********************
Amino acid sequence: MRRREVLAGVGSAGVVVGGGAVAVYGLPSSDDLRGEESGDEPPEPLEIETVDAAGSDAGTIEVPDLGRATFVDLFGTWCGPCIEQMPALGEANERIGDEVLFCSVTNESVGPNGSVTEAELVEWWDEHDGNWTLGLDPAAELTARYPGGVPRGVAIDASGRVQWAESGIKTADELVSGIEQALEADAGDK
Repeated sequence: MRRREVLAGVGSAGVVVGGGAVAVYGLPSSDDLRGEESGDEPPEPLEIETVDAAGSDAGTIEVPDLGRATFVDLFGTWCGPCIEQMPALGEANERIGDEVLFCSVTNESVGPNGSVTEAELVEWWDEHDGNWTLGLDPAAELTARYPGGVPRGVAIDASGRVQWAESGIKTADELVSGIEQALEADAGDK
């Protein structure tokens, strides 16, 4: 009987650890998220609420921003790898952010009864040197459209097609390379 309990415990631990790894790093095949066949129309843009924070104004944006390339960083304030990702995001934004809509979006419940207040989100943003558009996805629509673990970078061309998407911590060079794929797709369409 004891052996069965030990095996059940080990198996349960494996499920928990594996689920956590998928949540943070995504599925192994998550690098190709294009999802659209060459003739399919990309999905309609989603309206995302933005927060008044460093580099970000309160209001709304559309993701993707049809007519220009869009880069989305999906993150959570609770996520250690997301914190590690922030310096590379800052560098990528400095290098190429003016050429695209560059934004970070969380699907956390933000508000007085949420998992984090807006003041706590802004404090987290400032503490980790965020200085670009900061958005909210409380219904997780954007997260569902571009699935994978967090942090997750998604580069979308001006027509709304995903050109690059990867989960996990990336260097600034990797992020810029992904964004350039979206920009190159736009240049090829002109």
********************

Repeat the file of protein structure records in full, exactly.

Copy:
Amino acid sequence: MRRREVLAGVGSAGVVVGGGAVAVYGLPSSDDLRGEESGDEPPEPLEIETVDAAGSDAGTIEVPDLGRATFVDLFGTWCGPCIEQMPALGEANERIGDEVLFCSVTNESVGPNGSVTEAELVEWWDEHDGNWTLGLDPAAELTARYPGGVPRGVAIDASGRVQWAESGIKTADELVSGIEQALEADAGDK
Repeated sequence: MRRREVLAGVGSAGVVVGGGAVAVYGLPSSDDLRGEESGDEPPEPLEIETVDAAGSDAGTIEVPDLGRATFVDLFGTWCGPCIEQMPALGEANERIGDEVLFCSVTNESVGPNGSVTEAELVEWWDEHDGNWTLGLDPAAELTARYPGGVPRGVAIDASGRVQWAESGIKTADELVSGIEQALEADAGDK
């Protein structure tokens, strides 16, 4: 009987650890998220609420921003790898952010009864040197459209097609390379 309990415990631990790894790093095949066949129309843009924070104004944006390339960083304030990702995001934004809509979006419940207040989100943003558009996805629509673990970078061309998407911590060079794929797709369409 004891052996069965030990095996059940080990198996349960494996499920928990594996689920956590998928949540943070995504599925192994998550690098190709294009999802659209060459003739399919990309999905309609989603309206995302933005927060008044460093580099970000309160209001709304559309993701993707049809007519220009869009880069989305999906993150959570609770996520250690997301914190590690922030310096590379800052560098990528400095290098190429003016050429695209560059934004970070969380699907956390933000508000007085949420998992984090807006003041706590802004404090987290400032503490980790965020200085670009900061958005909210409380219904997780954007997260569902571009699935994978967090942090997750998604580069979308001006027509709304995903050109690059990867989960996990990336260097600034990797992020810029992904964004350039979206920009190159736009240049090829002109």